When Rolene Otero, enforcement director for the U.S. Department of Labor, began a massive crackdown on garment industry sweatshops in Orange County this year, she knew it would be risky.
Helping women and children who sew for wages as low as $1.45 an hour has not always been a high priority at the home office in Washington, she said. But, Otero said: "You've got to do what you have to do and let the chips fall. I figured when all the excitement died down, I'd either be reassigned to Yuma," where there is no office, "or get to keep my job."
What Otero did may have changed the course of the lives of hundreds of poor Latino and Asian children who along with their mothers worked day and night producing clothes for Los Angeles manufacturers.
It was the situation of children such as 7-year-old David Valladares that touched Otero. David worked every day after school and all day Saturdays in the family's tiny apartment in Santa Ana helping his mother sew clothing. David is only six months younger than Otero's own son, Martin.
"It always bothers me when I see children who are working or are being left alone," said Otero, 40. The first time she saw David, she said, he and four siblings were being cared for by their 14-year-old sister in their apartment while their mother was out picking up garment pieces to sew.
That was not the first time for her to encounter children who had been left alone. In Los Angeles one night, she had gone to serve a subpoena on a woman to testify in a sweatshop case. That night, she saw a something she will never forget: "The mother was away working, and a little 4-year-old girl was all alone taking care of a 3-year-old and 1-year-old baby. You see a certain amount of this. It really bothers you."
Otero's concern over abuses in the garment industry grew, and when she was promoted to director of enforcement in Santa Ana, Orange County became her new battleground.
"She was our resident expert in this area," said Robert Kelley, regional director for the U.S. Department of Labor and Otero's immediate supervisor.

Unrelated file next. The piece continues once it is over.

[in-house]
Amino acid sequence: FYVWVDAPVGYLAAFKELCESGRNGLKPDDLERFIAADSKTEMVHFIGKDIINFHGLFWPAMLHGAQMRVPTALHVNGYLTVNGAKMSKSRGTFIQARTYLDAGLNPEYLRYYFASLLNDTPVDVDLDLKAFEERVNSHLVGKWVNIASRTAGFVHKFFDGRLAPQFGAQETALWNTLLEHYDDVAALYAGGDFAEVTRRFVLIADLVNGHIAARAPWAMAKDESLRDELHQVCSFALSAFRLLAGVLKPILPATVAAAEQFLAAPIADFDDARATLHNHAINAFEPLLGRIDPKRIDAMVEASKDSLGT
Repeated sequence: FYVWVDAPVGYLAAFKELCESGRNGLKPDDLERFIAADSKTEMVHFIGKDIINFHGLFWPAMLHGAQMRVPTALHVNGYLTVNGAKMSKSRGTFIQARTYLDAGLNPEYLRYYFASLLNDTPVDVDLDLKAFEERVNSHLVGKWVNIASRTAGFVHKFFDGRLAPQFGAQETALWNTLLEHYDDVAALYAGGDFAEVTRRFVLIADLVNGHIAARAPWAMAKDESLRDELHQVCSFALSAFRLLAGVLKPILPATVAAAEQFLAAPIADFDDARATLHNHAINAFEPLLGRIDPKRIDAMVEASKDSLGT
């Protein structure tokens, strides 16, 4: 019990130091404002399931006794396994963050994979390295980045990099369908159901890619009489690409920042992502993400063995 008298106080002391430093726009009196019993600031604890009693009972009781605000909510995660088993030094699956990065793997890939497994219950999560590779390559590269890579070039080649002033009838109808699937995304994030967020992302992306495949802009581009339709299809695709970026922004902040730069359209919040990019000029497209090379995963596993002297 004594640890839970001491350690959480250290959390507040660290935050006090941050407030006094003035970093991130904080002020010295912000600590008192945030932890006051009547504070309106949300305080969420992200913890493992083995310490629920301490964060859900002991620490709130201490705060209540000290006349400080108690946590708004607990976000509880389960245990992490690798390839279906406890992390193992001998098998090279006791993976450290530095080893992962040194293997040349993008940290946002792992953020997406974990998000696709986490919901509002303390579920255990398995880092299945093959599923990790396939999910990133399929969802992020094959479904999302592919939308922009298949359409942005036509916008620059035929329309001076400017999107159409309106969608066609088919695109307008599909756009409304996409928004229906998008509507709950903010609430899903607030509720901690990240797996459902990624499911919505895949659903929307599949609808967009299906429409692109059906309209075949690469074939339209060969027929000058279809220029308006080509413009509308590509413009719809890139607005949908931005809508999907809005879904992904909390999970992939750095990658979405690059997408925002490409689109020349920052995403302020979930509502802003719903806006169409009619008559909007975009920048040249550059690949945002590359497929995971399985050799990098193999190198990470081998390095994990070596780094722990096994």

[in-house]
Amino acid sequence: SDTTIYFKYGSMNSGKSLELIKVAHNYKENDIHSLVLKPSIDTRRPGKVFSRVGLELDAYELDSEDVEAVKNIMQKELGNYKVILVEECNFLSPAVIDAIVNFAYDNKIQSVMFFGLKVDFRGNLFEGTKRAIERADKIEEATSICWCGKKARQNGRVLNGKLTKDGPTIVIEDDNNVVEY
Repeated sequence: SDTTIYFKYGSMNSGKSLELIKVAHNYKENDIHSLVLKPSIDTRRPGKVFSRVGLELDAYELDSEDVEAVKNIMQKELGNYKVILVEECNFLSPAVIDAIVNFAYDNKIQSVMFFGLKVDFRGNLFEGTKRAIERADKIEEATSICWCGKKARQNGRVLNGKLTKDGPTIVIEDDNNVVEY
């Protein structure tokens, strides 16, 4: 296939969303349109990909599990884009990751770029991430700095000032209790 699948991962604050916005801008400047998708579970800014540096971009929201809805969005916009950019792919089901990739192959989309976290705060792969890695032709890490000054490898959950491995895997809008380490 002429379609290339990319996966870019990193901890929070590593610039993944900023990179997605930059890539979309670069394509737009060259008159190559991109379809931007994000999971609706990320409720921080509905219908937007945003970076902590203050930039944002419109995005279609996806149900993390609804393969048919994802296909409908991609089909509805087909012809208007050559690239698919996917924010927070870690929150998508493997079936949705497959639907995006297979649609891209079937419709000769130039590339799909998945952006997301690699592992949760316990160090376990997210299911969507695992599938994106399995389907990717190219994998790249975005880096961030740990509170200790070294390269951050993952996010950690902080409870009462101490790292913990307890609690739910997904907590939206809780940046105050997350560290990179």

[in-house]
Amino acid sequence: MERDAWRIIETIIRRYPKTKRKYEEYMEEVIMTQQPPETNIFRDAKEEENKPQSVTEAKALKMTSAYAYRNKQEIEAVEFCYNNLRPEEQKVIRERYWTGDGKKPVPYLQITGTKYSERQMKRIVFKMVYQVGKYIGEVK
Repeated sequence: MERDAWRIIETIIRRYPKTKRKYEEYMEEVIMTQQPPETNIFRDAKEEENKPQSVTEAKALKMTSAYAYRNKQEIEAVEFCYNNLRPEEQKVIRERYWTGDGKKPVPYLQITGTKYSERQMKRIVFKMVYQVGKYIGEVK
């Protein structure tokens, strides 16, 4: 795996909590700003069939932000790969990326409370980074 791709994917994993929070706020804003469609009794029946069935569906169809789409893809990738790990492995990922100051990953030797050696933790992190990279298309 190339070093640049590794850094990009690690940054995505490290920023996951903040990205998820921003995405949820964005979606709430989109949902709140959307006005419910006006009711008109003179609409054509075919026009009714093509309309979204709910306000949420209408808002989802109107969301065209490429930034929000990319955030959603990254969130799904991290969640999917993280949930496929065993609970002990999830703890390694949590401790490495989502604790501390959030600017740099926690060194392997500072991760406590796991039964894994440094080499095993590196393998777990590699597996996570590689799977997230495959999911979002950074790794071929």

"If you know Rolene," he said, "you know she has no superiors. She has a high intelligence level and a high energy level. She has to with all she does."
She and her staff knew there were garment-industry labor abuses in Orange County, but the office had received few complaints. When Otero began having a Spanish-speaking employee answer the telephone calls to the office, the complaints came rolling in.
With concrete leads to follow, Otero spearheaded a series of raids in Orange County in July, finding 18 shops that were violating minimum wage, overtime and child labor laws. Some cases are still pending, but so far, shops have been ordered to pay a total of more than $180,000 in back wages to at least 220 workers.
Otero estimates that about half of the nearly 400 garment contractors in Orange County are giving piecework to home workers. David Valladares' mother, Juana, was such a home worker. Sewing commercially at home is a misdemeanor under California law. Labor laws that apply to garment workers say that children under 12 may not work and that those 12 to 14 may not work on school days.
For Otero, one of the most satisfying aspects of her job is seeing the families--especially the children--receive back pay.
The sweatshop owner who employed Juana Valladares and her children signed a consent decree to repay the family more than $22,700 in minimum and overtime wages owed to them, including nearly $3,200 owed David and $3,650 owed his 10-year-old sister, Maria Elena.
"I told Maria Elena she better save the money and plan on going to college," Otero said. It's the speech she gives to every child when he or she gets a check for back pay from a former employer.
"Maybe they won't ever go to college," Otero said. "But maybe if somebody thinks they can, maybe they will do it one day. I guess I'm a social worker at heart."